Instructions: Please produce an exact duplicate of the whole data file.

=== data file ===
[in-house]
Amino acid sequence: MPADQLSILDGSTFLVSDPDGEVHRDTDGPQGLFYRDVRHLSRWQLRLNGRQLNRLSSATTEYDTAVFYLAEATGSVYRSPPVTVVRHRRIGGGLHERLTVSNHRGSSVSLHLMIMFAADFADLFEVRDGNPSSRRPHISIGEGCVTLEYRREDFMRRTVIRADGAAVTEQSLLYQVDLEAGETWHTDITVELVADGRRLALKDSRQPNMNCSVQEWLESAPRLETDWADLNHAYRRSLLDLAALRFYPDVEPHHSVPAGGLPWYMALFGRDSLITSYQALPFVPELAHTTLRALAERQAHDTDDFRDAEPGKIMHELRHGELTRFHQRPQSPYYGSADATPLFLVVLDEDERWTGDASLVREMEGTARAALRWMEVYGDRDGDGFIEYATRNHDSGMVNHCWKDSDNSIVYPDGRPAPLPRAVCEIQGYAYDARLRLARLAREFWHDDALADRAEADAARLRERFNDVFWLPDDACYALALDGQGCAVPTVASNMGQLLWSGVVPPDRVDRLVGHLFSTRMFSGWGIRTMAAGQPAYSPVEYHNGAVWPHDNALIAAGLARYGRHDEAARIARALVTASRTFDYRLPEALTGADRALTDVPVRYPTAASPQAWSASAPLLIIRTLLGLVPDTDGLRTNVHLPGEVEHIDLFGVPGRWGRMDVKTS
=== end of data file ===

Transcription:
[in-house]
Amino acid sequence: MPADQLSILDGSTFLVSDPDGEVHRDTDGPQGLFYRDVRHLSRWQLRLNGRQLNRLSSATTEYDTAVFYLAEATGSVYRSPPVTVVRHRRIGGGLHERLTVSNHRGSSVSLHLMIMFAADFADLFEVRDGNPSSRRPHISIGEGCVTLEYRREDFMRRTVIRADGAAVTEQSLLYQVDLEAGETWHTDITVELVADGRRLALKDSRQPNMNCSVQEWLESAPRLETDWADLNHAYRRSLLDLAALRFYPDVEPHHSVPAGGLPWYMALFGRDSLITSYQALPFVPELAHTTLRALAERQAHDTDDFRDAEPGKIMHELRHGELTRFHQRPQSPYYGSADATPLFLVVLDEDERWTGDASLVREMEGTARAALRWMEVYGDRDGDGFIEYATRNHDSGMVNHCWKDSDNSIVYPDGRPAPLPRAVCEIQGYAYDARLRLARLAREFWHDDALADRAEADAARLRERFNDVFWLPDDACYALALDGQGCAVPTVASNMGQLLWSGVVPPDRVDRLVGHLFSTRMFSGWGIRTMAAGQPAYSPVEYHNGAVWPHDNALIAAGLARYGRHDEAARIARALVTASRTFDYRLPEALTGADRALTDVPVRYPTAASPQAWSASAPLLIIRTLLGLVPDTDGLRTNVHLPGEVEHIDLFGVPGRWGRMDVKTS